Washington said in January it planned to build a radar installation in the Czech Republic and a missile interceptor base in Poland in the next five years.
The U.S. insists that the European missile shield is meant to counter possible attacks from Iran or North Korea, but Moscow strongly opposes the deployment of a missile shield in its former backyard in Central Europe, describing the plans as a threat to Russian national security.
"A country cannot ensure its own security by raising other countries' concerns for their security," Deputy Foreign Minister Alexander Grushko said.
He said Europe and the world have been strengthening security in the past 20 years through open dialogue and the reduction or elimination of "elements that caused mutual concern, including nuclear weapons and conventional weapons."
But the recent U.S. missile shield plans and NATO's eastward expansion could turn this positive trend around and lead to another spiral of the arms race characteristic of the "cold war," the Russian diplomat said.
"In addition, destabilizing consequences of this [missile shield] project are reflected in the fact that the announced U.S. desire to protect itself from certain countries could force these countries to consider scenarios of extreme response to U.S. policies toward them," Grushko said.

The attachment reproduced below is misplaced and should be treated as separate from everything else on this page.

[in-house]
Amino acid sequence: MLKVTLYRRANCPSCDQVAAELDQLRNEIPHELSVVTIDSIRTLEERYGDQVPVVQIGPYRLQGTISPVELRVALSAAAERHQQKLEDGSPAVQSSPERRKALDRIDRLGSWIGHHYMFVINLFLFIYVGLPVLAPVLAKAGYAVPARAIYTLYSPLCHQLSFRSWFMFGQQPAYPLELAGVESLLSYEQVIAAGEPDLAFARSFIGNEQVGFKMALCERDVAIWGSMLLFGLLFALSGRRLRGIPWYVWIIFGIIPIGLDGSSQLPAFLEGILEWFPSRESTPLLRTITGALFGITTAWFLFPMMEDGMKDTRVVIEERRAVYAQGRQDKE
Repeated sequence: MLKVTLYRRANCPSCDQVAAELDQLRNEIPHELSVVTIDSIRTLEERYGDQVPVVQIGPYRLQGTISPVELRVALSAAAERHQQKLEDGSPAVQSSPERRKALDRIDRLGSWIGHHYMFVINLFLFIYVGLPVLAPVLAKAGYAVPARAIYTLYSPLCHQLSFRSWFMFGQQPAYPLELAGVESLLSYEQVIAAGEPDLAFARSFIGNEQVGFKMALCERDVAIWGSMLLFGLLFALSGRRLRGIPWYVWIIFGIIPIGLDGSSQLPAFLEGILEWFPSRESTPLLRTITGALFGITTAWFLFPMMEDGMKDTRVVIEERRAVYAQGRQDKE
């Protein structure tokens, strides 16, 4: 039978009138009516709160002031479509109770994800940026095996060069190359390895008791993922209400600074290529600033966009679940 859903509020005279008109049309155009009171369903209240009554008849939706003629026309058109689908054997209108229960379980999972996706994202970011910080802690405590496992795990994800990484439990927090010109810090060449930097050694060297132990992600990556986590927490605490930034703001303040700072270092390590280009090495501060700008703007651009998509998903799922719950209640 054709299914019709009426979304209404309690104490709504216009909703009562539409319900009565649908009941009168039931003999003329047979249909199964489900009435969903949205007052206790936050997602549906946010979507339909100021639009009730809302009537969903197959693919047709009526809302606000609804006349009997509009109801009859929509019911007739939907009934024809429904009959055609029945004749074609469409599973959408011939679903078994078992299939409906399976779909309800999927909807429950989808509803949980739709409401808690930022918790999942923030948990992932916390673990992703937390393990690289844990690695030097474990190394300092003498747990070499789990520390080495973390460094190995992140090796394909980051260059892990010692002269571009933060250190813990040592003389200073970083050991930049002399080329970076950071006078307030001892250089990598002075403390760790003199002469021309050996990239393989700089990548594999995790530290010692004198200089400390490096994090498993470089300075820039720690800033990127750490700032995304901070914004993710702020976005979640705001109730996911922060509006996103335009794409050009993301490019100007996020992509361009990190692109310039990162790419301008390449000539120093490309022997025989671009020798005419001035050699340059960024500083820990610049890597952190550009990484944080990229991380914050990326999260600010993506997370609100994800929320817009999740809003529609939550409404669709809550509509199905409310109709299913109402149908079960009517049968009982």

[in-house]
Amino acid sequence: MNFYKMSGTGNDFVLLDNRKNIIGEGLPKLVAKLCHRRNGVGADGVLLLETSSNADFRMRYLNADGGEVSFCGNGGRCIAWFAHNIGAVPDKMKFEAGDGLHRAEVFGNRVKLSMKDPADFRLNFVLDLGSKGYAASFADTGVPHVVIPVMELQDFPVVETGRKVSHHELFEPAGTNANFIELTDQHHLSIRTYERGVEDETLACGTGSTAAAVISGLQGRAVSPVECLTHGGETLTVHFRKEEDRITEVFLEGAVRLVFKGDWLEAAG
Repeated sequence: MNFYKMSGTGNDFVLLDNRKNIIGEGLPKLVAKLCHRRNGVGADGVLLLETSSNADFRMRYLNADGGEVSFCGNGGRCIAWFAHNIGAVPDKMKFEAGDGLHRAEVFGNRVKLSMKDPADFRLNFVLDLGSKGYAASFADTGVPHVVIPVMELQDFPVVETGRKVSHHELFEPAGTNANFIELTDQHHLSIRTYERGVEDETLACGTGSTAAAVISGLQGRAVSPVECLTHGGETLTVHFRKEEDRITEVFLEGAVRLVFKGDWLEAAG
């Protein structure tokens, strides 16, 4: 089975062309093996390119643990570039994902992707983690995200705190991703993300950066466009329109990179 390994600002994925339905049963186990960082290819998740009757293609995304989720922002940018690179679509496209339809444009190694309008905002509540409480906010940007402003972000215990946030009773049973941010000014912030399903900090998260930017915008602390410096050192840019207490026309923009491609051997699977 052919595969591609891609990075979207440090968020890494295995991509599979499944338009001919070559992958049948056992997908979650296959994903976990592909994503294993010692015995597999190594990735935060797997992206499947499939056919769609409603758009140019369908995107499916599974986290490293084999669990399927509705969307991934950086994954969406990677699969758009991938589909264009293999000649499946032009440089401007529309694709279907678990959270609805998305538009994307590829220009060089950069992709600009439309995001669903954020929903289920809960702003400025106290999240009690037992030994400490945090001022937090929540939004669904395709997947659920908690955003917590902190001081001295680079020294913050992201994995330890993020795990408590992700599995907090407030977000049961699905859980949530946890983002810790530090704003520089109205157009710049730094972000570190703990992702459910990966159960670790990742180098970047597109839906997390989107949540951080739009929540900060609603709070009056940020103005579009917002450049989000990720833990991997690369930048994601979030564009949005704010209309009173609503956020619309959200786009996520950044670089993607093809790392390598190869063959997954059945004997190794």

He said these scenarios might include "the possibility of these countries delivering missile strikes against the United States from their territory."
Grushko also said that the U.S. administration announced last week a possibility that the future missile shield could be placed not only in Poland and the Czech Republic but also in other countries.
"Just because we have systems deployed potentially in the Czech Republic as well as in Poland, that does not mean that through other avenues of cooperation the [missile shield] architecture might change and evolve over time," U.S. Department of State Spokesman Sean McCormack said at a Daily Press Briefing on February 24.
The Russian diplomat said such a statement could indicate that "this [missile shield] program might have a long-lasting influence on U.S. policies, including during future U.S. administrations."
In response to U.S. missile shield plans, Moscow has already warned Washington that it could unilaterally pull out of the Intermediate-Range Nuclear Forces Treaty (INF) and resume production of intermediate- and short-range missiles in the future.
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Ukraine has not preserved its 1991 borders. The signing of the Geneva memorandum on April 17 reaffirmed the willingness of Russia, the United States and EU countries to reach a compromise. While the sides continue to trade tough talk and symbolic sanctions, the Kremlin and the White House are also holding a parallel dialogue on the coordinated geopolitical revision of Eastern Europe.